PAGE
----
Because of the doubt over cause of death, the inquest was adjourned and at the insistence of the Home Secretary, further analysis of the contents of the stomach was made by Professor Taylor of Guy’s Hospital.  Professor Taylor concluded that there was clear proof that Elizabeth had died from poisoning.

Dr Phillips had feared that Joseph would not recover from his neck wound since it was severely inflamed so he was taken, on November 6th to Guildford Union Workhouse where he was kept under police guard, to prevent further suicide attempts, until the inquest was resumed at the end of November.  While in the Workhouse he wrote a statement about the events which had occurred at the Coachmaker’s Arms, since he was unable to speak.  Although the jury found that Elizabeth Waterer destroyed her own life, they found Joseph Mahaig guilty of aiding and abetting her in this.  He was therefore bound over to appear at the next Surrey Assizes in Kingston-upon-Thames on the charge of, “Wilful Murder.”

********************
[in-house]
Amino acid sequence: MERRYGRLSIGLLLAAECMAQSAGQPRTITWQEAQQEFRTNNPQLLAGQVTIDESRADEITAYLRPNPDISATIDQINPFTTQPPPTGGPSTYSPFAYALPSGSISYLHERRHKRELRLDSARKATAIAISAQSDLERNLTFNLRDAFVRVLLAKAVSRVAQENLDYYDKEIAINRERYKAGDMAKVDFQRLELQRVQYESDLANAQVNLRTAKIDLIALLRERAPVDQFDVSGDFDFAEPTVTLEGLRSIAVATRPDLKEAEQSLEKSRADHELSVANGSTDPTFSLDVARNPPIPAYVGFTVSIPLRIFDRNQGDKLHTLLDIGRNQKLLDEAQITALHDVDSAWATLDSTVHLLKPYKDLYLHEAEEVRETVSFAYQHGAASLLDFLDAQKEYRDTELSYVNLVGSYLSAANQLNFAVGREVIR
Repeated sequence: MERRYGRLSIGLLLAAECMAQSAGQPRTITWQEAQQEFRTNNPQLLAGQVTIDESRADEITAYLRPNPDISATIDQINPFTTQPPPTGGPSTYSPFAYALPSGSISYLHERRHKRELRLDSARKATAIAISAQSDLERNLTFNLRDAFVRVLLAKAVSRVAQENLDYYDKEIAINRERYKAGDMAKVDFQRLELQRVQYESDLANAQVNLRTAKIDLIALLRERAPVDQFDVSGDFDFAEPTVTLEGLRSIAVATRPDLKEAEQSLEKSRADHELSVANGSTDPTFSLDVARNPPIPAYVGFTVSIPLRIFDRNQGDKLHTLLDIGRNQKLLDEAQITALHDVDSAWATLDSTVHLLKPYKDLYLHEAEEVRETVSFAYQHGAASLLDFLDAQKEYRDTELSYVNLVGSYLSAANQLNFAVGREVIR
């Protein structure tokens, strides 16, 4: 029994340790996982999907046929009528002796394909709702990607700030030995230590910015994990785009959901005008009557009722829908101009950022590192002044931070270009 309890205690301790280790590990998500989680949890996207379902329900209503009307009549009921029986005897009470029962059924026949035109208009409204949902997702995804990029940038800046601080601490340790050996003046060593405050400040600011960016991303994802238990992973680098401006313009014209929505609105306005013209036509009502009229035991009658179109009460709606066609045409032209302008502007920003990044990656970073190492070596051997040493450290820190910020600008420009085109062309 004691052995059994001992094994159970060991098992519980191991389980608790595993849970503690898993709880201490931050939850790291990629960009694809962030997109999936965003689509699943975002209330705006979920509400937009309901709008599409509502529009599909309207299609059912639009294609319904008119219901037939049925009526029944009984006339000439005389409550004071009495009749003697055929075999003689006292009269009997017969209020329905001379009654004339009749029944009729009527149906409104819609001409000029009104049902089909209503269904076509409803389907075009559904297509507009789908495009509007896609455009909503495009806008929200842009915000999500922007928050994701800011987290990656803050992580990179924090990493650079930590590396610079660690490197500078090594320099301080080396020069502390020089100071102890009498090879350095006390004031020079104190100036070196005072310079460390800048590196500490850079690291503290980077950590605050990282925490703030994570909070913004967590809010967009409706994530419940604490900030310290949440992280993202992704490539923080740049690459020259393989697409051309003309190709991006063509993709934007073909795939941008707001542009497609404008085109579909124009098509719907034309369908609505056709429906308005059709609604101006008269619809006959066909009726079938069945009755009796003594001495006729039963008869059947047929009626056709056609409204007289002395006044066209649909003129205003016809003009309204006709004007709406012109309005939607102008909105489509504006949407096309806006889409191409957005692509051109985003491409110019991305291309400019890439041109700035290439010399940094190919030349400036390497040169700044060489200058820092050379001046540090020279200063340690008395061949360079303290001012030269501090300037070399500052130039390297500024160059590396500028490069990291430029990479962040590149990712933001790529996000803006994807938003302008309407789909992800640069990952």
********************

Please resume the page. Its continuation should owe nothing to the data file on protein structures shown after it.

At the trial in December Joseph was found guilty but the jury strongly recommended mercy.  Despite this appeal the Judge passed sentence of death on Mahaig who stood upright and heard his sentence without flinching.  He was taken to Horsemonger Lane Gaol where he was due to be executed on January 12th.  A number of the residents of Guildford, many of them Quakers, appealed to the Home Secretary that mercy should be applied.  According to the Sussex Advertiser of January 2nd 1864, “Several philanthropic ladies are desirous of exercising their good offices by visiting the condemned cell, but their entreaties had been refused.”

At the last moment, Mahaig’s sentence was Respited during her Majesty’s pleasure and on January 24th it was commuted to penal servitude for life.  More than a year later Joseph was transported on board the convict ship Racehorse to Western Australia.  On 22nd of October 1865 he was drowned while apparently attempting to abscond in Champion Bay and he was buried in Old Geraldton Cemetery north of Perth, Western Australia. 

Elizabeth Waterer had been laid to rest in St Mary’s churchyard in Guildford on November 9th 1863.